chiros vs. leaches... i need an opinion

Discussion in 'Stillwater' started by Dead Drift, Aug 12, 2010.

  1. kvannice

    kvannice Member

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    You have to change it up troll,cast & strip at logs, down trees,rocks,grass lines, rises.Strike indicators are not just for chiros they have a lot of other uses.Wind drift, sink and retrieve. i use my fish finder just for depth , top water temp and the thermocline.
     
  2. Caveman

    Caveman Member

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    I have learned to use both, it all depends on what the fish are keying in on. Try a leach under an indicator and fish it like a Chironomid. Works great at times.

    Adam
     
  3. Robert Engleheart

    Robert Engleheart Robert

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    What sizes would be considered a "mini" or "Micro" leech? Other than size, is there anything particular about them?
     
  4. robl

    robl Member

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    I love stickin' fish and the fight. I catch many more fish on Chironomids in the spring than leeches, but in the fall the leeches will most often outfish the Chiros. I have discovered the magic of scuds this year and find myself fishing scuds whenever I can find an excuse. I make my own stillwater indicators that are light and awesome. I love watchin' that indicator go under! There is a lot ot be said for the savage take of a big trout on a tight line though! I just love to fish! Callibaetis can prove some rediculous fishing on a lot of lakes as well. Learn to do it all!
     
  5. JMitchell

    JMitchell Active Member

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    Carry two rods and do both. One rigged with your floater/indicator and the other with your intermmediate/full sinker. I do both and they each have their moments when you can't buy a fish on one and knock them dead with the other.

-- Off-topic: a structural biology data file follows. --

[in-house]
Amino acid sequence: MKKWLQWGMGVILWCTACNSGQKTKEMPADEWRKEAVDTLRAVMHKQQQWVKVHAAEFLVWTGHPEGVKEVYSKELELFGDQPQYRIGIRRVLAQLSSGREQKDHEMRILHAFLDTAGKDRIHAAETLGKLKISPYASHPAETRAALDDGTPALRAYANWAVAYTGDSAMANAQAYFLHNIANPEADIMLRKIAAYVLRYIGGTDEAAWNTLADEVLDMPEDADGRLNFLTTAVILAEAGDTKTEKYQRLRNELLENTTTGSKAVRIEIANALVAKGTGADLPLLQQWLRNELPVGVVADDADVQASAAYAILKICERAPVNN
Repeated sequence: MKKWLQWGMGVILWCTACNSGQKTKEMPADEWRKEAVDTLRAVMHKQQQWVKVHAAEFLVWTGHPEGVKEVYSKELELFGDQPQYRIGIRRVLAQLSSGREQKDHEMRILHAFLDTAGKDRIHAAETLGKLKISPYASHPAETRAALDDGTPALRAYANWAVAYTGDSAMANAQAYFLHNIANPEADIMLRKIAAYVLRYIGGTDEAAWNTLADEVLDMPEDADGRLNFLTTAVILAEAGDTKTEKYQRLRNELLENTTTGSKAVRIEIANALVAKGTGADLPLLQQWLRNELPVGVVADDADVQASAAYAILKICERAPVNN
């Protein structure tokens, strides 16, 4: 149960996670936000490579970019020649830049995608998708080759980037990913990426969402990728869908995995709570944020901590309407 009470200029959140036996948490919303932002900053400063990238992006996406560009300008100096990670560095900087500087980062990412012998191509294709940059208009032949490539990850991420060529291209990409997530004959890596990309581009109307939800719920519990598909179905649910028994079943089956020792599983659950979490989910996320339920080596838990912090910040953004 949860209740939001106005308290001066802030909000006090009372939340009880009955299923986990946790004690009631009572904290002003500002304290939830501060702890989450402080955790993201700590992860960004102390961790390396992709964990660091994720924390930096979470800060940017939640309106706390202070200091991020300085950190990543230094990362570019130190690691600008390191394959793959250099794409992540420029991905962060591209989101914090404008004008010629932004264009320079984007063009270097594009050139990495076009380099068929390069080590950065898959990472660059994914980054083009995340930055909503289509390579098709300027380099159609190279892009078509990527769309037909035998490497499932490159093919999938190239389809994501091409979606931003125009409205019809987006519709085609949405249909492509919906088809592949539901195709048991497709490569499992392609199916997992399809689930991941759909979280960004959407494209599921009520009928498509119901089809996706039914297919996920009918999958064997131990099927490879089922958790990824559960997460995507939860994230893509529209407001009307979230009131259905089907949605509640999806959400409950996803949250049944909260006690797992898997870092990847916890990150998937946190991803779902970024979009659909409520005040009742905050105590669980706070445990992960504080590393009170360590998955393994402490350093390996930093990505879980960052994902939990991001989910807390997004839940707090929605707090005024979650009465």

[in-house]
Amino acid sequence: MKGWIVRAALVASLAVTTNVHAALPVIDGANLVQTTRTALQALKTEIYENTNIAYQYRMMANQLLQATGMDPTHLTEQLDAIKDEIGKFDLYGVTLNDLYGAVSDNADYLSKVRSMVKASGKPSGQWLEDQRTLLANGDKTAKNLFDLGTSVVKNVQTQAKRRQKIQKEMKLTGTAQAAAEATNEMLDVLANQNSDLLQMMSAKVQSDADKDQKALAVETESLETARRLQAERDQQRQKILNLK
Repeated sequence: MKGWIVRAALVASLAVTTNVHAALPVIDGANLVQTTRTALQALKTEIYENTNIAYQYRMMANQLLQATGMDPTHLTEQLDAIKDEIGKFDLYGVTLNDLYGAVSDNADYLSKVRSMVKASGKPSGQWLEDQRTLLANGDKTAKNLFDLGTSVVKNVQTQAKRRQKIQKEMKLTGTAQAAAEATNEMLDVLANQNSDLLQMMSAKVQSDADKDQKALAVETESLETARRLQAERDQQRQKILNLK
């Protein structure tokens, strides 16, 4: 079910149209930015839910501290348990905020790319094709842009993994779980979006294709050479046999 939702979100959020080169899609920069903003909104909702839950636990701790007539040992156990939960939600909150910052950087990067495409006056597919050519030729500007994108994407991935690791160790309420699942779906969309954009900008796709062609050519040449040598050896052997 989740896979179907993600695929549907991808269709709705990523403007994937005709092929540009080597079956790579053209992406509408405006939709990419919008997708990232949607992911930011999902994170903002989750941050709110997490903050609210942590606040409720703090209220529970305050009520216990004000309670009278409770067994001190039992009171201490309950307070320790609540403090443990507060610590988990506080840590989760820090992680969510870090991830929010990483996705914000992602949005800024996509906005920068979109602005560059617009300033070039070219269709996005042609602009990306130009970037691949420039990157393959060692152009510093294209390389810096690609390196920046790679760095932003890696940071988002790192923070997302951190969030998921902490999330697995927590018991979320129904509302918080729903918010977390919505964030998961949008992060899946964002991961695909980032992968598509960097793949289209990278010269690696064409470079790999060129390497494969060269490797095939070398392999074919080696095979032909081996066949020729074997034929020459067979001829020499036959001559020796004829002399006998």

Jarron
     
  6. pfournier

    pfournier Do it outside!

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    I'll braindumb on the chironomid game for a six pack! :)
     
  7. markdmen

    markdmen New Member

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    There are several problems trolling anything around: most notably, you row right over the top of any fish you hope will see your fly and most self-respecting fish will scatter when something casts a shadow above them, 2 there's not a bug in the world that travels in a straight line at specific depth and speed up and down a lake, 3 you typically don't have a rod in your hand when trolling and, 4 OK now you've hooked a fish what do you do? Drop an anchor? Drift into the shoreline or another boater while you try to play and net a fish? The beauty of fly fishing is that there is not one fly or technique that works 100% of the time. It takes experience, skill, knowledge and sometimes just plain old luck to achieve any kind of success at it. And just when you think you have it figured out, something changes and you feel like a rookie all over again. Observation, sharing information, reading, perseverance and continually working at it improve your chances but sometimes coaxing cooperation from the fish just does not come easy.
     
  8. tkseadawg

    tkseadawg New Member

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    Just got back from another lake fishing trip to BC where the locals all fish exclusively using chronomids. Depth is the absolute key, even a fish finder is not 100 % accurate. Take forceps, secure them to your fly and drop the leader in the water until you find the bottom raise it 6"-12" and secure your strike indicator. Now that you have figured the depth, the next challenge is what fly. You can tell if the chronomids are active by the presence or lack of shuck casings on the surface. You can definitely determine the size by what you see. Color is determined by pumping the trout's stomach. Morris and Chan's book is outstanding!! Another tip would be to use a 9' tapered leader, add a small swivel, and then add the amount of tippet needed to get you to the bottom. Good luck.
     
  9. markdmen

    markdmen New Member